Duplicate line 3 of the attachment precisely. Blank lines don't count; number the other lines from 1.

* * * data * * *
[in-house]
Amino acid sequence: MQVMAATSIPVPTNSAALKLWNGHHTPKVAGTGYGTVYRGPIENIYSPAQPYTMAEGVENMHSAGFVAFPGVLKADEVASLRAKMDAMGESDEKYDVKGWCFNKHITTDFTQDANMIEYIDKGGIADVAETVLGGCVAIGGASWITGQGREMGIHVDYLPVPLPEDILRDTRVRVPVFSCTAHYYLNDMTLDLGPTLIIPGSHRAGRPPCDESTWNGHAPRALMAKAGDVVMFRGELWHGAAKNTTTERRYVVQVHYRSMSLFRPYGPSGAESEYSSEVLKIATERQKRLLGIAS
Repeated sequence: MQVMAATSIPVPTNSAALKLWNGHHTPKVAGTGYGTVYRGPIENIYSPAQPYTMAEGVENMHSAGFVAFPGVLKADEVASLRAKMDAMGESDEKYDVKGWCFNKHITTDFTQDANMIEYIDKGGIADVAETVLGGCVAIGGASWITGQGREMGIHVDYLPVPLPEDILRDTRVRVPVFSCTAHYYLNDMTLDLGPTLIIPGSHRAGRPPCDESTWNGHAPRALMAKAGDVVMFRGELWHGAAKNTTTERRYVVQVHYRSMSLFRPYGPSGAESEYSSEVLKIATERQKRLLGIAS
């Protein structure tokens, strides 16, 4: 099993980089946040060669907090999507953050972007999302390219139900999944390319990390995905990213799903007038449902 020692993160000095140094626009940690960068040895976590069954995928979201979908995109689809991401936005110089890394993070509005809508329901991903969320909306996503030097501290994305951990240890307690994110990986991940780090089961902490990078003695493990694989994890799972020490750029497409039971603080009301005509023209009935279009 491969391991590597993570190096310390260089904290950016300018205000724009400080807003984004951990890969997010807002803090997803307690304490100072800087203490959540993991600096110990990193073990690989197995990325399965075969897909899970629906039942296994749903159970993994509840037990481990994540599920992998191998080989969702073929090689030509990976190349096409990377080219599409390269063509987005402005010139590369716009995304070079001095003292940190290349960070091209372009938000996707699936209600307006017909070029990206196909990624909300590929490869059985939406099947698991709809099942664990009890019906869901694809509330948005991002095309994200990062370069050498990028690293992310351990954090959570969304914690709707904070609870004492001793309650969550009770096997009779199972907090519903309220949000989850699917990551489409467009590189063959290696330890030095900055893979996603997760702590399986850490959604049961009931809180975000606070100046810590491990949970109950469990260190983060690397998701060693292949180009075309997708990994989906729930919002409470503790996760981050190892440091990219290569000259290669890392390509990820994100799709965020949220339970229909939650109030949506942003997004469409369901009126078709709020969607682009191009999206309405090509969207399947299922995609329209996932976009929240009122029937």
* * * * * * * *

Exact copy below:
Repeated sequence: MQVMAATSIPVPTNSAALKLWNGHHTPKVAGTGYGTVYRGPIENIYSPAQPYTMAEGVENMHSAGFVAFPGVLKADEVASLRAKMDAMGESDEKYDVKGWCFNKHITTDFTQDANMIEYIDKGGIADVAETVLGGCVAIGGASWITGQGREMGIHVDYLPVPLPEDILRDTRVRVPVFSCTAHYYLNDMTLDLGPTLIIPGSHRAGRPPCDESTWNGHAPRALMAKAGDVVMFRGELWHGAAKNTTTERRYVVQVHYRSMSLFRPYGPSGAESEYSSEVLKIATERQKRLLGIAS